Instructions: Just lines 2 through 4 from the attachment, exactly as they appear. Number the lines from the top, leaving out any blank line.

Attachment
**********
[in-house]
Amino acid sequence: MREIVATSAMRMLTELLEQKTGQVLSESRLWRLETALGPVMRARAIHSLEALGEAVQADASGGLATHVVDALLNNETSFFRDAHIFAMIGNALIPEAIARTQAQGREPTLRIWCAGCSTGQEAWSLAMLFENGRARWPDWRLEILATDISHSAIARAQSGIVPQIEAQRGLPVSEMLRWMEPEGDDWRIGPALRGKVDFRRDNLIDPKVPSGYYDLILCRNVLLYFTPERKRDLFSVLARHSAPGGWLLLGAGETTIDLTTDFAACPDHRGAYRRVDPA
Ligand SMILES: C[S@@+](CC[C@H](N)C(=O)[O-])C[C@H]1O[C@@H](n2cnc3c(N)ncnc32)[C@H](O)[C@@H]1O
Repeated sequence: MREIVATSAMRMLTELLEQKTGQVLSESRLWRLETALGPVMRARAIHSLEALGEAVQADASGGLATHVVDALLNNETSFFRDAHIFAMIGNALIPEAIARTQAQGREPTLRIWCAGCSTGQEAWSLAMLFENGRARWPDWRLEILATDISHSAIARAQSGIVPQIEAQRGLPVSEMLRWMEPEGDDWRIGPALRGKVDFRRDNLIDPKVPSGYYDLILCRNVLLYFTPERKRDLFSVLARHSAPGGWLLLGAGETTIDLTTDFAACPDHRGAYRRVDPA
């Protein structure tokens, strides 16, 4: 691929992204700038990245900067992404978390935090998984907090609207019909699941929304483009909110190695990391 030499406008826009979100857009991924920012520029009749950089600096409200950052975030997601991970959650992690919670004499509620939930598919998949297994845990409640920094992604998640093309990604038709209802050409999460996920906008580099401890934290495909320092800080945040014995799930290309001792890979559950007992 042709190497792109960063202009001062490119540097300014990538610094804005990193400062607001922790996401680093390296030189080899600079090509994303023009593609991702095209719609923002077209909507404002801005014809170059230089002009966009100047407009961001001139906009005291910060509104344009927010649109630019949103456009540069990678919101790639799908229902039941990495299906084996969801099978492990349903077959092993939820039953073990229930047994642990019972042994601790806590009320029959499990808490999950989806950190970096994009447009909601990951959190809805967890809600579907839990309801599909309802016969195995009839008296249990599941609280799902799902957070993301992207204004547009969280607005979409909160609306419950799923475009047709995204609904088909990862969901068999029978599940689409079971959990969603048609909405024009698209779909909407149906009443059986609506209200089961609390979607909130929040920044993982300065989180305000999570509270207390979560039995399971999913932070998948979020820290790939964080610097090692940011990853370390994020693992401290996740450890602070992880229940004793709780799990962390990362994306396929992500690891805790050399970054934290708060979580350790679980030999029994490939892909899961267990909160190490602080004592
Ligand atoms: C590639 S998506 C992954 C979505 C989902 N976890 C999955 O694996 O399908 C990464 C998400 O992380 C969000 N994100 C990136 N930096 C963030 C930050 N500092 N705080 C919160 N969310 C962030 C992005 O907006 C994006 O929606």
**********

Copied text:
Amino acid sequence: MREIVATSAMRMLTELLEQKTGQVLSESRLWRLETALGPVMRARAIHSLEALGEAVQADASGGLATHVVDALLNNETSFFRDAHIFAMIGNALIPEAIARTQAQGREPTLRIWCAGCSTGQEAWSLAMLFENGRARWPDWRLEILATDISHSAIARAQSGIVPQIEAQRGLPVSEMLRWMEPEGDDWRIGPALRGKVDFRRDNLIDPKVPSGYYDLILCRNVLLYFTPERKRDLFSVLARHSAPGGWLLLGAGETTIDLTTDFAACPDHRGAYRRVDPA
Ligand SMILES: C[S@@+](CC[C@H](N)C(=O)[O-])C[C@H]1O[C@@H](n2cnc3c(N)ncnc32)[C@H](O)[C@@H]1O
Repeated sequence: MREIVATSAMRMLTELLEQKTGQVLSESRLWRLETALGPVMRARAIHSLEALGEAVQADASGGLATHVVDALLNNETSFFRDAHIFAMIGNALIPEAIARTQAQGREPTLRIWCAGCSTGQEAWSLAMLFENGRARWPDWRLEILATDISHSAIARAQSGIVPQIEAQRGLPVSEMLRWMEPEGDDWRIGPALRGKVDFRRDNLIDPKVPSGYYDLILCRNVLLYFTPERKRDLFSVLARHSAPGGWLLLGAGETTIDLTTDFAACPDHRGAYRRVDPA